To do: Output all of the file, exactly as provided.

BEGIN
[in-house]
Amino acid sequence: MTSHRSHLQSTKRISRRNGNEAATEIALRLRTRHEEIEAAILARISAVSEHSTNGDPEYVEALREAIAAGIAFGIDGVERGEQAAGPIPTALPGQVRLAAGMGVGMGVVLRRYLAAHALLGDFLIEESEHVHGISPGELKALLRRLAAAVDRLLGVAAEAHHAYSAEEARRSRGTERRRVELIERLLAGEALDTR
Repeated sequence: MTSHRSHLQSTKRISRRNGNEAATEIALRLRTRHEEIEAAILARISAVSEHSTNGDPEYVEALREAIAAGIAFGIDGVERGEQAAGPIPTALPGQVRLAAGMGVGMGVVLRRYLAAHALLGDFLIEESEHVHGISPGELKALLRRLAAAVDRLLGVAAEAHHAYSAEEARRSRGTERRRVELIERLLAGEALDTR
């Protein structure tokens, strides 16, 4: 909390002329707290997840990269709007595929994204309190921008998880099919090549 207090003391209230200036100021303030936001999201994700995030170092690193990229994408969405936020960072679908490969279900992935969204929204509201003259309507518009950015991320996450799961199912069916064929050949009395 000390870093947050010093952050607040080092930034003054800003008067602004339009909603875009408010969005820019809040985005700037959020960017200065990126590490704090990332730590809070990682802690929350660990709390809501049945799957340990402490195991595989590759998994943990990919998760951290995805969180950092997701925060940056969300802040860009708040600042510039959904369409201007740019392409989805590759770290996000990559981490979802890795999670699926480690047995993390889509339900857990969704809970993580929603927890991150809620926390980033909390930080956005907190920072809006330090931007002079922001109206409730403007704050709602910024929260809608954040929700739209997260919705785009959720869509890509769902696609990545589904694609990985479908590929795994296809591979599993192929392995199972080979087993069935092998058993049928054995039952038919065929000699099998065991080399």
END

[in-house]
Amino acid sequence: MTSHRSHLQSTKRISRRNGNEAATEIALRLRTRHEEIEAAILARISAVSEHSTNGDPEYVEALREAIAAGIAFGIDGVERGEQAAGPIPTALPGQVRLAAGMGVGMGVVLRRYLAAHALLGDFLIEESEHVHGISPGELKALLRRLAAAVDRLLGVAAEAHHAYSAEEARRSRGTERRRVELIERLLAGEALDTR
Repeated sequence: MTSHRSHLQSTKRISRRNGNEAATEIALRLRTRHEEIEAAILARISAVSEHSTNGDPEYVEALREAIAAGIAFGIDGVERGEQAAGPIPTALPGQVRLAAGMGVGMGVVLRRYLAAHALLGDFLIEESEHVHGISPGELKALLRRLAAAVDRLLGVAAEAHHAYSAEEARRSRGTERRRVELIERLLAGEALDTR
């Protein structure tokens, strides 16, 4: 909390002329707290997840990269709007595929994204309190921008998880099919090549 207090003391209230200036100021303030936001999201994700995030170092690193990229994408969405936020960072679908490969279900992935969204929204509201003259309507518009950015991320996450799961199912069916064929050949009395 000390870093947050010093952050607040080092930034003054800003008067602004339009909603875009408010969005820019809040985005700037959020960017200065990126590490704090990332730590809070990682802690929350660990709390809501049945799957340990402490195991595989590759998994943990990919998760951290995805969180950092997701925060940056969300802040860009708040600042510039959904369409201007740019392409989805590759770290996000990559981490979802890795999670699926480690047995993390889509339900857990969704809970993580929603927890991150809620926390980033909390930080956005907190920072809006330090931007002079922001109206409730403007704050709602910024929260809608954040929700739209997260919705785009959720869509890509769902696609990545589904694609990985479908590929795994296809591979599993192929392995199972080979087993069935092998058993049928054995039952038919065929000699099998065991080399």